I have met and talked with a number of free agents and entrepreneurs over the years. Partly through association with colleges like Temple and Drexel University. Partly thanks to the connections forged when working for a start up company a few years ago.
We had conversations about business with Fast Company's network, and on occasion we helped a new business kick things in first or second gear. Those are exciting times, when you think about possibility, resources, and make plans for the future.
Having attended my fair share of events geared towards solopreneurs at various Chambers and organizations, I can say that the topics and information can be quite helpful to professionals getting their own business off the ground.
Getting started is rarely the problem. What becomes apparent fairly soon, I'd say probably within the first 6-8 months, is that one needs to have a plan to sustain the business over the long haul.
I've heard some call it the "feast and famine" cycle. There are bursts of intense activity followed by lulls that may seem to last forever. The main challenge is of course that if this is your business and you are starting it alone, you are doing it all - the marketing and sales, the administrative and financial work, the ideation piece and the execution or delivery part.
You probably decided to start a business because you loved what you did a great deal and wanted to do more of just that. Herein lies the issue - your secret sauce is the sauce itself. You are your own brand - what you sell and deliver are one and the same with you. No more sick days, in many cases vacation days, or days when things slow down - when they do, it is a worry.
How can you scale?
The first step is establishing processes and systems for the parts that are not core to your business that you can partner with other professionals and providers for or find a service to do. For example a virtual assistant for the administrative work - collecting payments, paying invoices, setting your calendar, etc. You can still personalize a great deal even with help. In fact, it will be easier to pay attention to detail once you get support.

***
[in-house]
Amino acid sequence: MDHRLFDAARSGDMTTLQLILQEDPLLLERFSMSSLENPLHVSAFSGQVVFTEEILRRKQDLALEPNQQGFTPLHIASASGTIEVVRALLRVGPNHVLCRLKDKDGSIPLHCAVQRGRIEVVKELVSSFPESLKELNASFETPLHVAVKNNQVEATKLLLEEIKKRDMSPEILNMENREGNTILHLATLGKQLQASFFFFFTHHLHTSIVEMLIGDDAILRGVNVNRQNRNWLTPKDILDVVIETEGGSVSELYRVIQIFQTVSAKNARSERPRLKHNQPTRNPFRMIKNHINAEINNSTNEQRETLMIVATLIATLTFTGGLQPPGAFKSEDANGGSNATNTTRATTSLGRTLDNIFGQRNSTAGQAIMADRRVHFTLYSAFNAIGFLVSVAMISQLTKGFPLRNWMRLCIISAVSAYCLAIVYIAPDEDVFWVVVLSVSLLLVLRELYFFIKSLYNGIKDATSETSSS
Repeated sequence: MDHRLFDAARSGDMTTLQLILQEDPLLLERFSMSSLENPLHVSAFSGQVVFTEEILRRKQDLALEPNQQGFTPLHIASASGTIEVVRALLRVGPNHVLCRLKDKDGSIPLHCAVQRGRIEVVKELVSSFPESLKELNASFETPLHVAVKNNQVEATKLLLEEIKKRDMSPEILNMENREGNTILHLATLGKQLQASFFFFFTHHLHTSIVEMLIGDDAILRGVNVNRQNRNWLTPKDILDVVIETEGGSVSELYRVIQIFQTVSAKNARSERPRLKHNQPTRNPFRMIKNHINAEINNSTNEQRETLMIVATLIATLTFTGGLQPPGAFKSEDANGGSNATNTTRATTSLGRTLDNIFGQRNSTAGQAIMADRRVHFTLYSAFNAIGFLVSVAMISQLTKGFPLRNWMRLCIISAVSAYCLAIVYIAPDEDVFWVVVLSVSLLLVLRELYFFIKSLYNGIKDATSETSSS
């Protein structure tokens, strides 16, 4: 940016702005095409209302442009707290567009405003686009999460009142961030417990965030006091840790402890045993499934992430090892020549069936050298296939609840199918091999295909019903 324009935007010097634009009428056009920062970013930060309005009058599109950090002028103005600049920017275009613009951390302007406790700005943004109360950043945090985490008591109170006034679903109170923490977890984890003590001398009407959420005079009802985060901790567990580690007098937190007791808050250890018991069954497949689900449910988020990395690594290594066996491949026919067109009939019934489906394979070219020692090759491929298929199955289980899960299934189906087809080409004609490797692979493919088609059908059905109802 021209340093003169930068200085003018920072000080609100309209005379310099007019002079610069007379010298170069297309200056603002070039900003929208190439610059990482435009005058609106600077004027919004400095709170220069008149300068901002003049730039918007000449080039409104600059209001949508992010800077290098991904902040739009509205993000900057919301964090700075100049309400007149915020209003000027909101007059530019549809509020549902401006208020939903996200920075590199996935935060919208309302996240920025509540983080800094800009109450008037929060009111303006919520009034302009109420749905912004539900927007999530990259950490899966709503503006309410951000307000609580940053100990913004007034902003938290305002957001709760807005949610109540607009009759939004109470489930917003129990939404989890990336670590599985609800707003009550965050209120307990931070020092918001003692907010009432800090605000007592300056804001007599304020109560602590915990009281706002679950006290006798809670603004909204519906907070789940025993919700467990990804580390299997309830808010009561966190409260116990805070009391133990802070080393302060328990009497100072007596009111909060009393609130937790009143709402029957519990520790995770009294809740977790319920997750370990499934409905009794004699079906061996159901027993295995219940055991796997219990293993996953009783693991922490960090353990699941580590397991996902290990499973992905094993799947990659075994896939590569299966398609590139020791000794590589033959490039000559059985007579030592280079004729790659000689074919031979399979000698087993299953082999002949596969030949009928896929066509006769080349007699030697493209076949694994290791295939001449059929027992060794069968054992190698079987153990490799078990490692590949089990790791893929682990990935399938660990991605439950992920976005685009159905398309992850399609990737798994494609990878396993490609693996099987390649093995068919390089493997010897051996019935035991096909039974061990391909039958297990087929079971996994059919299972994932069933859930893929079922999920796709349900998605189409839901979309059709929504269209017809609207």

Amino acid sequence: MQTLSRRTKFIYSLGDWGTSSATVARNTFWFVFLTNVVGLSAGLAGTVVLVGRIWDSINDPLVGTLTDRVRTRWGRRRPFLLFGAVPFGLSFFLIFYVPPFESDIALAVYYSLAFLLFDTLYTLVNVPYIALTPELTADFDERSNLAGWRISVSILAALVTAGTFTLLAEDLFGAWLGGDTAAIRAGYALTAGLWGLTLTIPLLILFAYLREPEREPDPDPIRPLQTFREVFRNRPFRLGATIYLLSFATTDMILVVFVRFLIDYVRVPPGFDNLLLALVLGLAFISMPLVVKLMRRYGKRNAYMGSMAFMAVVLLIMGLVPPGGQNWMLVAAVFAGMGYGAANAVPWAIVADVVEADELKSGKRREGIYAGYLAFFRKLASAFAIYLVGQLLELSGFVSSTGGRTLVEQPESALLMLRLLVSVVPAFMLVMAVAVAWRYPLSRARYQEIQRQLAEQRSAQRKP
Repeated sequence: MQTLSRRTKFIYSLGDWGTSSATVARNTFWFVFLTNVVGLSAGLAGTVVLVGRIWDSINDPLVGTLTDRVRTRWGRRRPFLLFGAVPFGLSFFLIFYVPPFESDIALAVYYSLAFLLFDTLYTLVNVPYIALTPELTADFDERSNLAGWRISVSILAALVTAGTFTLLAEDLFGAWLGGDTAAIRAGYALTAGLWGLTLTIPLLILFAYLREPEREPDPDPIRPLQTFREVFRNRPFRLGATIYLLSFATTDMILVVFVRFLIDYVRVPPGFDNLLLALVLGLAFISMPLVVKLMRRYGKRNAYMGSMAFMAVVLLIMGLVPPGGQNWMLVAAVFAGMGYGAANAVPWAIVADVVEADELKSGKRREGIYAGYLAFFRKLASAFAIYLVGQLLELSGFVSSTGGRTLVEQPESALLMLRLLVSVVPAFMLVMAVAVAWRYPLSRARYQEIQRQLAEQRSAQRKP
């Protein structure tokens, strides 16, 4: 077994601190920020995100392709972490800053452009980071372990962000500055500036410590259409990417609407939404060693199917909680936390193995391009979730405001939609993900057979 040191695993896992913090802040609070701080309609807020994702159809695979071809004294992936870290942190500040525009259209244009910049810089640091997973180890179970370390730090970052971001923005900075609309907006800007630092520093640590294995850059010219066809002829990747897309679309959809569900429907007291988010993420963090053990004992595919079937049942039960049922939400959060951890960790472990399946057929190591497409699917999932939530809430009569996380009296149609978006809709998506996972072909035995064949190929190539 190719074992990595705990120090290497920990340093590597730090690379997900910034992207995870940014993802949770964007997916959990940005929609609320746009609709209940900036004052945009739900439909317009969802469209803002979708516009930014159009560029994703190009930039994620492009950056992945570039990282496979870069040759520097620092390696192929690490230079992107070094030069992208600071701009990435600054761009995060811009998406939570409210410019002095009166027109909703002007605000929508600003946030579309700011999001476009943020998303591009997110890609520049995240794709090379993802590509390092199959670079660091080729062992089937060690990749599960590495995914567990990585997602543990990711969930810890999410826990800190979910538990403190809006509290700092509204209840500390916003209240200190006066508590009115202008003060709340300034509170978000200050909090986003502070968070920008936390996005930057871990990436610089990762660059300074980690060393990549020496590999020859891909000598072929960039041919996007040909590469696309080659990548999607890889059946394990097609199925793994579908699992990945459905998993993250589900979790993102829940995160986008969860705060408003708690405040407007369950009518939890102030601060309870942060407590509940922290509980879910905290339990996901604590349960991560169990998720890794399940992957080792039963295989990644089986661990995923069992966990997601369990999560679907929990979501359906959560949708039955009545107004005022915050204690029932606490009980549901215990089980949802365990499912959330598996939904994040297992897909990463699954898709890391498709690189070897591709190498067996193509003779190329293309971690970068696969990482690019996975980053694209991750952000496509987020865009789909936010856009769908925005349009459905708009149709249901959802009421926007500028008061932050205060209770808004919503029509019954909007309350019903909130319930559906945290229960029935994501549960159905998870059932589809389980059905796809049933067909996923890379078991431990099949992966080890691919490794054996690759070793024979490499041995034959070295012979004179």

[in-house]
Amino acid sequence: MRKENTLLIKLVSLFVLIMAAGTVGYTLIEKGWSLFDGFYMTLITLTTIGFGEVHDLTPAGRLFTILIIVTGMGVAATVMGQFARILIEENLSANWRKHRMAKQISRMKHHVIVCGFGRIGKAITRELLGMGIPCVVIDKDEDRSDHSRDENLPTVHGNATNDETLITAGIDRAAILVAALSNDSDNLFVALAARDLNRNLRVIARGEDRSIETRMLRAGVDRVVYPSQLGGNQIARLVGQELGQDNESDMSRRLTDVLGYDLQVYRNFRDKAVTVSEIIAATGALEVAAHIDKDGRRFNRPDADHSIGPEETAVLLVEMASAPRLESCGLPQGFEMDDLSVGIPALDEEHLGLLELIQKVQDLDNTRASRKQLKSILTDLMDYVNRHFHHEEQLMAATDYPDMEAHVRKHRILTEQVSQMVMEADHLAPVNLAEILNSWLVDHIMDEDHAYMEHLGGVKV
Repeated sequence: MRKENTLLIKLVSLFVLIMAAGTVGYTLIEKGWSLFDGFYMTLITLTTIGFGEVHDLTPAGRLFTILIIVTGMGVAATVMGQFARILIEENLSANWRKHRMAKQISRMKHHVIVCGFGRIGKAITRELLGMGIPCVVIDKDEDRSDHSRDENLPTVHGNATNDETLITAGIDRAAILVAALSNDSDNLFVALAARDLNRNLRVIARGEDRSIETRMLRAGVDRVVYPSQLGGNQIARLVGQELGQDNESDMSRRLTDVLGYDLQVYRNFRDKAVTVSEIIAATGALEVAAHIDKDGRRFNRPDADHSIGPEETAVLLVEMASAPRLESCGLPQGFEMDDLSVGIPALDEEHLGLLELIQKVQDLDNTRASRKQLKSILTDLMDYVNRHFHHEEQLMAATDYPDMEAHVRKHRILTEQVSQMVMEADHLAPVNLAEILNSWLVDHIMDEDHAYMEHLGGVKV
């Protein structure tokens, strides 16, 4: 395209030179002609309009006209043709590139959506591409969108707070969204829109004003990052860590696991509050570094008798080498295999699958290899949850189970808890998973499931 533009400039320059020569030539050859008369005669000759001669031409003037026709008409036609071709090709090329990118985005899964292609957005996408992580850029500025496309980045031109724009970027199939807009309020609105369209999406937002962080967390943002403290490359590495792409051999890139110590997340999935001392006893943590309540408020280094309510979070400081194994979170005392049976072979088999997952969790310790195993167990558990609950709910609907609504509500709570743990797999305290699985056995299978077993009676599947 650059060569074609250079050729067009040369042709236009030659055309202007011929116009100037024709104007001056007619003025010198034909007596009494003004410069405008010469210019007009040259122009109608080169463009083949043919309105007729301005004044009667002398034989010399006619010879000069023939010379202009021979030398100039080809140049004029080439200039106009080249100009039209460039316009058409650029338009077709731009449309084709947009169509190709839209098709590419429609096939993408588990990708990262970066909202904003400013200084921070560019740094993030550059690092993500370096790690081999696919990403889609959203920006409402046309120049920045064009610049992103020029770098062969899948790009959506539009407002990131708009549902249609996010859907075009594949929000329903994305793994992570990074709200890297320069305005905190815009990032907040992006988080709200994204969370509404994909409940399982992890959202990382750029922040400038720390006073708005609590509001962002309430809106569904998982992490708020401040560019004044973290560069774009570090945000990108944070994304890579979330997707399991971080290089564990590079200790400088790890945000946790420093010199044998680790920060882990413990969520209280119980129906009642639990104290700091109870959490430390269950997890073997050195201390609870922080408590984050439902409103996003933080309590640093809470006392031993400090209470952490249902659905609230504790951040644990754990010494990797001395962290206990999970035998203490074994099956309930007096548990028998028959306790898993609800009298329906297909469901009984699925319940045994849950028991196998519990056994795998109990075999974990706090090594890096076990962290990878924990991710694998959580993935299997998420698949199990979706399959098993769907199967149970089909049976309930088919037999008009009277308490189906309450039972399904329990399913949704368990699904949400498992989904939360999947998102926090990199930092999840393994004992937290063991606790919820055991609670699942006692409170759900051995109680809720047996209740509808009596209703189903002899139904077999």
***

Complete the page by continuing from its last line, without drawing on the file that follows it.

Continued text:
The second step is creating products and services for your core product that are repeatable. This will allow you to build consistency and experience into what you deliver, as well as give you the flexibility to customize the delivery. When you know what you offer, it is much easier to know its value, too. Make sure that those products and services are something the market wants and needs and not one-offs. Do your research and be strategic.
The third step is figuring out a realistic pricing structure for your offerings. You are not answering the question: what will the market bear? You are seeking to find your point of value. What are you really good at that the market wants and needs? What do you provide that nobody else does your way? Hint, it is about being more of yourself (the secret sauce), than a copy of someone else.
From here, you will need to decide whether you intend to remain a consultant or build a business. The difference is you. I'm splitting hair here, but a business would not need you to function, a consultancy would.
[Chris Guillebeau has a very informative post on scaling up your business or your life.]